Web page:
Dragonflies are not generally fussy about what species they oviposit in and you certainly don’t need Typha to have breeding southern hawkers. I’ve had them ovipositing in soft mud by the side of my parents pond, and I think they will use a variety of plants such as flag irises and bog bean.

    Debbie – difficult to explain your oily surface without seeing the pond. But I have seen this around Typha and other tall emergents before and it’s generally quite common in sheltered ponds. I think it’s a bacterial film on the surface of the water, probably caused by an accumulation of organic matter in the pond combined with a lack of wave action. The bulrushes may contrbute to this by adding leafy material and by reducing turbulence and hence oxygen concentration. The bacteria themselves are generally harmless but you may see a reduction in the amount of oxygen dependent species such as mayfly nymphs.

    • jonspond Says:

      Well as with all this garden pond stuff if you fill it with high nutrient water I suspect that ‘bulrush’ along with other invasive species have a field day and multiply and ‘take over a pond’

      However Jeremy does give the advice that in a small pond you can hoik a bit out when it is taking over. The management of a pond should be a good clear out of the vegetation in the winter to mimic say grazing animals – removal of vegetation and the creation of bare areas is all about creating a good pond habitat.

      Its just goes against the ‘pond advice myths’ which are often given out. I have common reed in my pond which is approx 1m in diameter and around 20cm deep. I have to say that the spread of this plant has been very slow possibly due to the low nutrients in the water – so effectively these invasive plants become so when conditions allow them to be.

      • Tristan Says:

        Jon, it’s as important to plant the right plants as to control nutrients. By the time you realise there is a problem it can be very difficult to get on top of it again. Many larger marginals have tough rhizomes that are surprisingly difficult to remove without damaging your liner. Most garden ponds are much smaller than those in the wild and I think it’s good advice to scale down the size of the plants accordingly. I agree that creation of bare areas is a good idea, but this is a lot easier when removing water milfoil, water forget me not or clubrush than clearing a dense bed of sedges, reedmace or bur-reed.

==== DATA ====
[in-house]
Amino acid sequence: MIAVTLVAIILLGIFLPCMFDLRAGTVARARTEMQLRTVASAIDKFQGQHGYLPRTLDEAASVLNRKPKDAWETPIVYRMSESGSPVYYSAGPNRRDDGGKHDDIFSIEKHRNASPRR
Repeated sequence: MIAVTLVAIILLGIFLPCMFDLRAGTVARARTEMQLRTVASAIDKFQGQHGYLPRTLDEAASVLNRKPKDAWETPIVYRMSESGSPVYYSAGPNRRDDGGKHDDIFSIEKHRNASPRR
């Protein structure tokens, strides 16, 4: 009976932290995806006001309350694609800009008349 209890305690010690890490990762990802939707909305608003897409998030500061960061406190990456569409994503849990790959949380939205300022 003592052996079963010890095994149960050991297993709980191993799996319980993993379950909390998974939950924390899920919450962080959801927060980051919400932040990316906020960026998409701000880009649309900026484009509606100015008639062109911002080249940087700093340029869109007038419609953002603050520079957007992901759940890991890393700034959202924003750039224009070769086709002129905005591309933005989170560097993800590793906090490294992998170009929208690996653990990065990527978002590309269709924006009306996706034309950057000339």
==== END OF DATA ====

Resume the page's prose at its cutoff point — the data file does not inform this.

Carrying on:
We all agree that controlling nutrients is really, really important. But nutrients in water tend to be a lot more mobile and available than in soil, so maintaining low nutrient levels in a pond can be difficult for many gardeners. Growing smaller and less invasive plants is an insurance policy against nutrients finding their way into the pond.

        All of this doesn’t mean it’s impossible to grow large marginals in a small pond without any problems. It’s just harder to do. That’s why I think the advice to grow smaller plants is good advice. Also, many of the smaller species are, frankly, more ornamental and more threatened in the wider countryside.

  4. Andre McLean Says:

    Reed mace have taken over the pond in my field (about 7 meters by 15 meters), it used to have newts and dragonflies and plenty of wildlife, all sadly reduced with loss of open water. Any suggestions about how to reduce it to about half.

    • Jeremy Biggs Says:

      Hi Andre – SImplest way is to pull it out manually or mechanically. For detailed info get The Pond Book – which we publish or free to members when you join Pond Conservation. Jeremy

    • jonspond Says:

      Is there any room to create a new pond? a new pond would be ideal way forward. Plants growing in ponds often reduce the detectability of the animals we are looking for so even though the animals are still there we do not see them thus leading us to the conclusion they have declined.

      Digging out ponds can be beneficial but it can also cause damage to communities of plants and animals which live in weedy or vegetated ponds. I would recommend the Pond Book as the main text to refer to when looking at these sort of issues!

      Regards